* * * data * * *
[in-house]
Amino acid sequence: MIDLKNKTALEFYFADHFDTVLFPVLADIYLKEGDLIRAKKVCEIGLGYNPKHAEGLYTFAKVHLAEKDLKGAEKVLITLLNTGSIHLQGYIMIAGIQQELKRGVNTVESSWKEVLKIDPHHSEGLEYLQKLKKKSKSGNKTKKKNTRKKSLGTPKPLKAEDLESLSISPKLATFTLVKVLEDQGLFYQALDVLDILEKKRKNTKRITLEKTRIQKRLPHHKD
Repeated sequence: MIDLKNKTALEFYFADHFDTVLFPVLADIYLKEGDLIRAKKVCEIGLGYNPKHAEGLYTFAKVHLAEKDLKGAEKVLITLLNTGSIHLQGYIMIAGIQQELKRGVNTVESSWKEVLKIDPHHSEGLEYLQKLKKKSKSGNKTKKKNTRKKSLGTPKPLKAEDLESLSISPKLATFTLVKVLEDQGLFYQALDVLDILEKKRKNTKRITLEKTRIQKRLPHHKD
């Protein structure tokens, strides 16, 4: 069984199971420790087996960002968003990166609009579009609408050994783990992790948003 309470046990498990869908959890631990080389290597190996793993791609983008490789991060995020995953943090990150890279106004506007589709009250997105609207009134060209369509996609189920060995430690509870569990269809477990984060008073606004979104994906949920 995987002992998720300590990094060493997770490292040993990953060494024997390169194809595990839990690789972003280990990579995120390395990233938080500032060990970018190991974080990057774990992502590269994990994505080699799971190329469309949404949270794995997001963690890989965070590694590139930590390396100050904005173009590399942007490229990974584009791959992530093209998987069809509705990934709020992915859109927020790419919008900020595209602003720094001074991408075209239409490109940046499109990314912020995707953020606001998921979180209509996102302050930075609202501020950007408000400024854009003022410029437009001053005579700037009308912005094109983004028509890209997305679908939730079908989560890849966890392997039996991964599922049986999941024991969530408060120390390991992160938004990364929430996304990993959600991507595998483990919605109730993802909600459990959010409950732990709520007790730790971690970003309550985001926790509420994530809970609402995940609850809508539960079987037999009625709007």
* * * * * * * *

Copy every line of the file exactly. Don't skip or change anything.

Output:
[in-house]
Amino acid sequence: MIDLKNKTALEFYFADHFDTVLFPVLADIYLKEGDLIRAKKVCEIGLGYNPKHAEGLYTFAKVHLAEKDLKGAEKVLITLLNTGSIHLQGYIMIAGIQQELKRGVNTVESSWKEVLKIDPHHSEGLEYLQKLKKKSKSGNKTKKKNTRKKSLGTPKPLKAEDLESLSISPKLATFTLVKVLEDQGLFYQALDVLDILEKKRKNTKRITLEKTRIQKRLPHHKD
Repeated sequence: MIDLKNKTALEFYFADHFDTVLFPVLADIYLKEGDLIRAKKVCEIGLGYNPKHAEGLYTFAKVHLAEKDLKGAEKVLITLLNTGSIHLQGYIMIAGIQQELKRGVNTVESSWKEVLKIDPHHSEGLEYLQKLKKKSKSGNKTKKKNTRKKSLGTPKPLKAEDLESLSISPKLATFTLVKVLEDQGLFYQALDVLDILEKKRKNTKRITLEKTRIQKRLPHHKD
């Protein structure tokens, strides 16, 4: 069984199971420790087996960002968003990166609009579009609408050994783990992790948003 309470046990498990869908959890631990080389290597190996793993791609983008490789991060995020995953943090990150890279106004506007589709009250997105609207009134060209369509996609189920060995430690509870569990269809477990984060008073606004979104994906949920 995987002992998720300590990094060493997770490292040993990953060494024997390169194809595990839990690789972003280990990579995120390395990233938080500032060990970018190991974080990057774990992502590269994990994505080699799971190329469309949404949270794995997001963690890989965070590694590139930590390396100050904005173009590399942007490229990974584009791959992530093209998987069809509705990934709020992915859109927020790419919008900020595209602003720094001074991408075209239409490109940046499109990314912020995707953020606001998921979180209509996102302050930075609202501020950007408000400024854009003022410029437009001053005579700037009308912005094109983004028509890209997305679908939730079908989560890849966890392997039996991964599922049986999941024991969530408060120390390991992160938004990364929430996304990993959600991507595998483990919605109730993802909600459990959010409950732990709520007790730790971690970003309550985001926790509420994530809970609402995940609850809508539960079987037999009625709007």